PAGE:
The narrator of this story is clearly delusional, having hallucinations, and out of touch with reality as we understand it. He tries to explain that he is sane in ways that only convince us, ironically, that he is out of his mind. No person who is connected to reality would murder an old man because they think he has an evil eye. No rational person would believe they heard the loudly pounding heart of a man dead and buried.

But this behavior, while it might warrant quite a bit of psychiatric help, does not rise to the level of criminal insanity that would alleviate the narrator of guilt. The narrator would have had to convey in the story, convincingly, that he had no idea what he was doing or that it was wrong. If he were convinced that the old man was, say, a head of lettuce that he needed to chop up for his salad and was able to persuade people that he really didn't know in the first place that he was murdering or attacking a human being—if he were that detached from reality—he might well not be guilty by reason of insanity.

However, the narrator clearly communicates that he does know the old man is a human, states that he kills him, and shows enough understanding of the legal consequences of his act to hide the body and try to deceive the police. He knows what he did is wrong in the eyes of society. The only reason he confesses is because he thinks the police hear the heart too and are mocking and playing with him. A person with such an awareness of what he has done and the implications of the deed is not criminally insane.

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In the story "The Tell-Tale Heart," is the narrator insane? Does his insanity as evidence that he is not guilty of the crime?

If the narrator were truly insane, he probably would not be able to relate the circumstances of the story or to feel anxiety at the visit of the detective. Since the presence of the detective makes him increasingly uncomfortable, we can surmise that he is feeling guilty and anxious about the possible discovery of his crime. Despite his crimes, the narrator obviously feels that he is responsible and that on some level he deserves punishment. The calm smiling demeanor of the detective unhinges him, showing his paranoia and nervousness, until he can stand it no longer and insists on tearing up the floorboards. This is his way of wanting to confess his crimes and suffer the consequences, proving he understands the moral implications of his actions, which proves he is sane.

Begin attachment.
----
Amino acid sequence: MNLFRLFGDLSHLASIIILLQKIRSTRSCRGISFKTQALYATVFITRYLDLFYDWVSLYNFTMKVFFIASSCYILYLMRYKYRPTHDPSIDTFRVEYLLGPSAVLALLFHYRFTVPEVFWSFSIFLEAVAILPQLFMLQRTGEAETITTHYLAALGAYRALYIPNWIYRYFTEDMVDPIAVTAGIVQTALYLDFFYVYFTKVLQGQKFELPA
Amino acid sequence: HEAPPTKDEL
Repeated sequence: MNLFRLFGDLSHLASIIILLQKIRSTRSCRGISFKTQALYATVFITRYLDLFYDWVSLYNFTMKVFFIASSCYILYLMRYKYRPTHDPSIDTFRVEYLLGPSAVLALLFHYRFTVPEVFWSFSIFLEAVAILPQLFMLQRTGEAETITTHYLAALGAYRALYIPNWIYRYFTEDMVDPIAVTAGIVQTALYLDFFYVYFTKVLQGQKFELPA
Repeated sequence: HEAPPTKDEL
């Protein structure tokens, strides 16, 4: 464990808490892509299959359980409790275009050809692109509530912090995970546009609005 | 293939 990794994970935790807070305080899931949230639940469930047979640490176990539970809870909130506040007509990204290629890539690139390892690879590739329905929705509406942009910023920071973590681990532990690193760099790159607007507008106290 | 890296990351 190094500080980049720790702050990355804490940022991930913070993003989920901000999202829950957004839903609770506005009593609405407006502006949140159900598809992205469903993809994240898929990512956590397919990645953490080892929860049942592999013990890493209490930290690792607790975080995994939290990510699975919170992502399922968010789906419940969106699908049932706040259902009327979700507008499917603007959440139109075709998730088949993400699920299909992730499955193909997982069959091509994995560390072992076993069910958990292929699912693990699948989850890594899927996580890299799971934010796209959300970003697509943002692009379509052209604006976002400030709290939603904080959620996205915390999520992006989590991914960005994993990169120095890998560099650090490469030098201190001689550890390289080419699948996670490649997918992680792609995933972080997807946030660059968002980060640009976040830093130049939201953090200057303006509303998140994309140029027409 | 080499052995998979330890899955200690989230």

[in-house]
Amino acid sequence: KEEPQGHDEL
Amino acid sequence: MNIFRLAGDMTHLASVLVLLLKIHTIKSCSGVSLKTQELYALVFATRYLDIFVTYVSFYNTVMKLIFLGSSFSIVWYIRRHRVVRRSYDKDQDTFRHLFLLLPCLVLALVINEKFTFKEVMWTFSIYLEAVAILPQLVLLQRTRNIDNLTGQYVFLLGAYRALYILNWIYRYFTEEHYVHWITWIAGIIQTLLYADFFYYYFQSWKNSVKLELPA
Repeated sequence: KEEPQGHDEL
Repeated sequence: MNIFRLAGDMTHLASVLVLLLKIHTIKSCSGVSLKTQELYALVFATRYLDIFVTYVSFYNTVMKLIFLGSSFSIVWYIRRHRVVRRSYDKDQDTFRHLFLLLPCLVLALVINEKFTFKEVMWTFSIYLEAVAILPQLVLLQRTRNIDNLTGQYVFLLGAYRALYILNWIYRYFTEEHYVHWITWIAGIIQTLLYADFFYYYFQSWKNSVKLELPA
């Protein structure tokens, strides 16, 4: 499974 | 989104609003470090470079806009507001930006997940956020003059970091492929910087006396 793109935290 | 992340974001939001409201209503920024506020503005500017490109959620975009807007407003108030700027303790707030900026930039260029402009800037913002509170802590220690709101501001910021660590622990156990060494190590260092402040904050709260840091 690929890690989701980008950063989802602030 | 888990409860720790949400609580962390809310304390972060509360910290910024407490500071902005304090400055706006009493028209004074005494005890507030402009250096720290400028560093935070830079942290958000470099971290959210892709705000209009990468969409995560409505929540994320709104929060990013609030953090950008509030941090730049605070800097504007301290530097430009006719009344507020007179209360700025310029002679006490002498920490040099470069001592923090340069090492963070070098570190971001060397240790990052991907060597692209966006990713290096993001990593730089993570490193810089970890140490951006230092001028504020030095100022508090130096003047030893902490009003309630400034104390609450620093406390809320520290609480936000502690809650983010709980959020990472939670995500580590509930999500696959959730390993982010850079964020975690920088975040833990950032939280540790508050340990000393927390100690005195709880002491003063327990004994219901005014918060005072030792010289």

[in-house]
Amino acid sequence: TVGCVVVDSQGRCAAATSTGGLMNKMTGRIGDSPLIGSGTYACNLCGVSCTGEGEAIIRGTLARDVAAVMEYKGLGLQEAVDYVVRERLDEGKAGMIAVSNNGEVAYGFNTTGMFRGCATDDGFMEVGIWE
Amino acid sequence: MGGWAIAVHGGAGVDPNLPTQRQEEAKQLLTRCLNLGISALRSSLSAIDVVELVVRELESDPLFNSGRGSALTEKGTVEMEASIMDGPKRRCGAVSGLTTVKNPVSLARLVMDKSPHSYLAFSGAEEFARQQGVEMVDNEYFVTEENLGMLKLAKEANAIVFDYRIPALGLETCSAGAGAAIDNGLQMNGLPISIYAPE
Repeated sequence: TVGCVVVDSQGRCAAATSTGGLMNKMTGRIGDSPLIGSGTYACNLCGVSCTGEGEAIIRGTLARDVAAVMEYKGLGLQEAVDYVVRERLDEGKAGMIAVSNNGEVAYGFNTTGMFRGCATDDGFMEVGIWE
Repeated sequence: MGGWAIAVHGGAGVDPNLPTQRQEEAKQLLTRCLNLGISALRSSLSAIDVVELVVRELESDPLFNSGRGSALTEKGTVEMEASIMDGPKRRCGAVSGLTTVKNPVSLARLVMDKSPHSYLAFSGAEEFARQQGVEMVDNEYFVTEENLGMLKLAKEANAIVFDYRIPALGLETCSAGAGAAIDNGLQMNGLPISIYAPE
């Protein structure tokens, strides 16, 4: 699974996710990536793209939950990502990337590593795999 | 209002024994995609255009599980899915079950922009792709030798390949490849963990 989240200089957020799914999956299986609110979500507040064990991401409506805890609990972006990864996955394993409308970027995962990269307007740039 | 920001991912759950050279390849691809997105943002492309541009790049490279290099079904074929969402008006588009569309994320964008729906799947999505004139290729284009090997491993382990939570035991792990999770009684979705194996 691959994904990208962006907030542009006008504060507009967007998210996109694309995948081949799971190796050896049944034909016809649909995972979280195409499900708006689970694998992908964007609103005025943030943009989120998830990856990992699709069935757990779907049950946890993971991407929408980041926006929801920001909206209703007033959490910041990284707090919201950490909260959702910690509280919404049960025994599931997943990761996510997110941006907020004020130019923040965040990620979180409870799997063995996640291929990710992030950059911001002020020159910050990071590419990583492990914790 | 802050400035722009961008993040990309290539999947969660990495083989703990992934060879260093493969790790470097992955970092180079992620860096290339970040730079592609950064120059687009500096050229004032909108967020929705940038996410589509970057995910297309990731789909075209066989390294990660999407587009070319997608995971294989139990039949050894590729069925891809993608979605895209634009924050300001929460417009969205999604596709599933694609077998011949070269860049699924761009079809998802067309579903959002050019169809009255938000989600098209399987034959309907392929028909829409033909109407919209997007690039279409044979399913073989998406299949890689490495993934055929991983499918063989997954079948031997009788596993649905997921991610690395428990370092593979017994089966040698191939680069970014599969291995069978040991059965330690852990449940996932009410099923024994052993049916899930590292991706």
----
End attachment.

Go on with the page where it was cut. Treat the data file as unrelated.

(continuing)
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In Poe's short story "The Tell-Tale Heart," is the narrator crazy, and if so, is he guilty of murder?

One of Edgar Allan Poe's most popular short stories is "The Tell-Tale Heart." The question of the narrator's sanity is not unusual especially because he begins his tale by insisting that he is not crazy!

TRUE!—NERVOUS—VERY, very dreadfully nervous I had been and am; but why will you say that I am mad? The disease had sharpened my senses—not destroyed—not dulled them.

The narrator insists he is not mad, but admits that he suffers from the disease of madness. His argument is that rather than being incapacitated in any way, his condition has improved his senses. This conclusion is based upon his insanity for logically one cannot be ill and be better off for it. However, he continues to insist that he is not crazy throughout the story.

The one paragraph that seems to solidify not only his insanity but also his guilt is found below:

It is impossible to say how first the idea entered my brain; but once conceived, it haunted me day and night. Object there was none. Passion there was none. I loved the old man. He had never wronged me. He had never given me insult. For his gold I had no desire. I think it was his eye! yes, it was this! He had the eye of a vulture—a pale blue eye, with a film over it. Whenever it fell upon me, my blood ran cold; and so by degrees—very gradually—I made up my mind to take the life of the old man, and thus rid myself of the eye forever.

Note first that "the idea" has taken ahold of his mind: it haunts him continually. This is clearly obsession in the strictest sense. The "haunting" not only infers that the idea is never out of his mind, but also that he has no control of the idea. This supports the conclusion that the narrator is mad.

Additionally, he recognizes that he has no reason to wish the man ill. He states that he is not driven by passion (anger); there is no desired outcome that he anticipates from the man's death. In fact, he claims that he "loved the old man." He does not harbor any ill feelings toward him, for the old man never harmed him or insulted him. And the speaker does not want the old man's money either. With no valid reasoning present, these statements further convince the reader of the instability of the narrator's mind.